Educators today must ask, Is this good enough? Business leaders, environmentalists, politicians, academics and scientists all tell us, no. We need more creativity, more ingenuity, more vision–more imagination–and we need it now. Albert Einstein, remarking on the context of his day said, "The unleashed power of the atom has changed everything save our modes of thinking and we thus drift toward unparalleled catastrophe."

We need a new way of thinking, a proactive intelligence, fuelled by a love of learning, not constrained by fear of the unknown. We need educational models that foster proactive intelligence in students. Luckily, it is in our reach. It is being accomplished by schools active in providing alternative education. On a larger scale, cultivating proactive intelligence in our students requires shifts in perception, practice and priority.

The first shift, in perception, involves the subtleties of the development of imagination and uses aspects of the curriculum to exercise our imagination's muscle. The open-ended processes of arts and crafts are excellent tools. It is the process of artistic activity that helps shape the development of intelligence. Not every kid needs to be a great artist but every kid should be given the skills to manage the evolutionary change taking place within them.

Second is a shift in practice that brings together the two sides of the brain by integrating the arts and crafts with the core academic subjects that specialize in the training of analysis, logic and concept formation. To prevent Logic from building too strong a defence against Imagination's activity, this integration must happen early and continue all the way through high school (ideally through university, since the prefrontal lobes of the brain continue to developuntil around the age of 23). Children gain increased capacities to think dynamically, and develop all aspects of their intelligence. Studies have shown that students involved in the arts achieve significantly higher results on core academic subjects as well, which should be no surprise.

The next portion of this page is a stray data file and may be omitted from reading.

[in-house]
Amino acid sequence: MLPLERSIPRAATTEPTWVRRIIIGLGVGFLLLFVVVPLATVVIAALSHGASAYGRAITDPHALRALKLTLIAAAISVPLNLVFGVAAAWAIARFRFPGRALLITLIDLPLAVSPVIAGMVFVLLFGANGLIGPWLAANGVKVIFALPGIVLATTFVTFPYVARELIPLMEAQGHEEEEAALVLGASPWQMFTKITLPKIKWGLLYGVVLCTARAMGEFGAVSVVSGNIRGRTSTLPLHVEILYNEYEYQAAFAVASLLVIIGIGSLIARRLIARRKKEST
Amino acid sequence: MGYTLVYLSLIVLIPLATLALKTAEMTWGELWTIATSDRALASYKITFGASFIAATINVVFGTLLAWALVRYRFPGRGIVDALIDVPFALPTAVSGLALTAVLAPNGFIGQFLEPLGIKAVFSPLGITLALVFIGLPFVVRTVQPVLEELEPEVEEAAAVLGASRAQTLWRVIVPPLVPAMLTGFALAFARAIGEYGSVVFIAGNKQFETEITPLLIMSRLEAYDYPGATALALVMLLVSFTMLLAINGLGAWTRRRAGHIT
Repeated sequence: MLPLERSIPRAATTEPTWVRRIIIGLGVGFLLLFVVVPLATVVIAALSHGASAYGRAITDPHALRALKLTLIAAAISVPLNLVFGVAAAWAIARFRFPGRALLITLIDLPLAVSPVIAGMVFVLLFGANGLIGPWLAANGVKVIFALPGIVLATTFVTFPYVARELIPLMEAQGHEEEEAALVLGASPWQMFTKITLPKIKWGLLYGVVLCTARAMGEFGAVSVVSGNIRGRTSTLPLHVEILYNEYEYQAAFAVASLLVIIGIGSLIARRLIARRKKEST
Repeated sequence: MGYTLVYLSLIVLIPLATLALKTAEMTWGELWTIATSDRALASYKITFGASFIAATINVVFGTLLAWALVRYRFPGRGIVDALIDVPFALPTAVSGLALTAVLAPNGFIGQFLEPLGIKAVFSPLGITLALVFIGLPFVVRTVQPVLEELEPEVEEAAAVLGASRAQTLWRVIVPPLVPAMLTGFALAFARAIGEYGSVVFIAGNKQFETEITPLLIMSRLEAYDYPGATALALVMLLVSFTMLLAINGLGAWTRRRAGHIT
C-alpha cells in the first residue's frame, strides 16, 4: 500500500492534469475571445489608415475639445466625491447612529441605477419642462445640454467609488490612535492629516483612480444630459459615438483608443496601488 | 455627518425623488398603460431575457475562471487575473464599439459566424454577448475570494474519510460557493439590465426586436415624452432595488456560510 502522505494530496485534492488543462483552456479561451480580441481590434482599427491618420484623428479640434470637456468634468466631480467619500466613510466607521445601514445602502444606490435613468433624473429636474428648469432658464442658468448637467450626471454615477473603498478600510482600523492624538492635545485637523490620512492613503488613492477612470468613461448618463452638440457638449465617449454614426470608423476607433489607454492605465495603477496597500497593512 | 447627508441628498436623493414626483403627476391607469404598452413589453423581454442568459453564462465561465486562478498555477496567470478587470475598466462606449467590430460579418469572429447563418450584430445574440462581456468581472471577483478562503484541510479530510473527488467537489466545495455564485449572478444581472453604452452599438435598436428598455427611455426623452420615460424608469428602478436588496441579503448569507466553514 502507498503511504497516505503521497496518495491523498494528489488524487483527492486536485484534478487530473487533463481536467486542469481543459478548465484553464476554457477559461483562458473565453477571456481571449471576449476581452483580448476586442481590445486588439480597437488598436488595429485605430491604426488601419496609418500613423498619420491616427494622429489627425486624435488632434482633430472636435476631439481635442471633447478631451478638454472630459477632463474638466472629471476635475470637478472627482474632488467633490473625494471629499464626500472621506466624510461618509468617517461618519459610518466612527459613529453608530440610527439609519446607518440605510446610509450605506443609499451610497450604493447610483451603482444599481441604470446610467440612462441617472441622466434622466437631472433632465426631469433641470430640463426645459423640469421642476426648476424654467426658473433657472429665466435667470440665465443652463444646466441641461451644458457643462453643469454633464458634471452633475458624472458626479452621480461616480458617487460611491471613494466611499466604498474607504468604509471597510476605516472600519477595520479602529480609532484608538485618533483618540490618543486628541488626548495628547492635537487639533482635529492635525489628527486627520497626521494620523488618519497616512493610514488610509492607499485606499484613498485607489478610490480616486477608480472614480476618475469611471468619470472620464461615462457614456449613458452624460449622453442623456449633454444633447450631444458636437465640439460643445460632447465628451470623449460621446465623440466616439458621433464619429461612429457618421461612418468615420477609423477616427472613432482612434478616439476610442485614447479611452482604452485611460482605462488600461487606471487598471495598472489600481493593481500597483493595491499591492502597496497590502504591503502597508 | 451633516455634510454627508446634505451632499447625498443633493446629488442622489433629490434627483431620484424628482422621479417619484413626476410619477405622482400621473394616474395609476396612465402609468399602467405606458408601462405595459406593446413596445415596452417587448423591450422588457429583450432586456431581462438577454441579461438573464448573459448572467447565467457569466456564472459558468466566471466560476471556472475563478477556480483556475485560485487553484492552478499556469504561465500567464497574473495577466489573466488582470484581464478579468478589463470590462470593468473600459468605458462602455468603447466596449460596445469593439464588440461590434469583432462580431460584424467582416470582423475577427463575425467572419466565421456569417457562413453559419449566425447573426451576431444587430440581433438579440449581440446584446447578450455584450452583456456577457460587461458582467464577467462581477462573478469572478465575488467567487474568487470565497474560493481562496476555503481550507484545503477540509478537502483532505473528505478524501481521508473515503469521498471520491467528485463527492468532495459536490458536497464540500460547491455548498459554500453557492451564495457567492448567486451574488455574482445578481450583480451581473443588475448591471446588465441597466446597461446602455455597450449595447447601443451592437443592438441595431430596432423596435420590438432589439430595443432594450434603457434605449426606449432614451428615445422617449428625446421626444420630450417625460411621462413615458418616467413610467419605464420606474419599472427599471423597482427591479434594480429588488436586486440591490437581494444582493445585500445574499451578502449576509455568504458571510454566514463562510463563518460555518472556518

A third shift involves how we teach concepts. Do we give children experiences to let Imagination explore (phenomenology), or do we feed Logic pre-formed concepts? The modern preference, and priority, is to do the latter, which inoculates our children against imagination and proactive intelligence by injecting concepts that are "dead"–not formed out of Imagination experience or open to more information. A concept built up through the use of Imagination is flexible and open to new data, capable of being changed to accommodate further insight, always taking us closer to what is true.

Proactive intelligence is a gift that keeps on giving. Betty Edwards' students shocked themselves with their ability to create incredible drawings in such a short amount of time. When they saw what they could do, they wanted to draw more. In the same way, proactive intelligence unleashes a fire for learning in the heart of our children. They carry their passion for learning to all subjects. But most importantly for our time, it permeates children with a sense of hope and confidence, that there is no problem too big for them to take on.

Under the forest of sweeping pines, we see the power of human beings to recreate worlds with ease. As educators, it is our high task to help children carry these capacities undaunted into adulthood. William Butler Yeats remarked, "Education is not the filling of a pail, but the lighting of a fire." If we can manage to light the fire of proactive intelligence in our students, the world will receive Promethean fire a second time, and we will leave the earth a better place than we found it.

—Todd Royer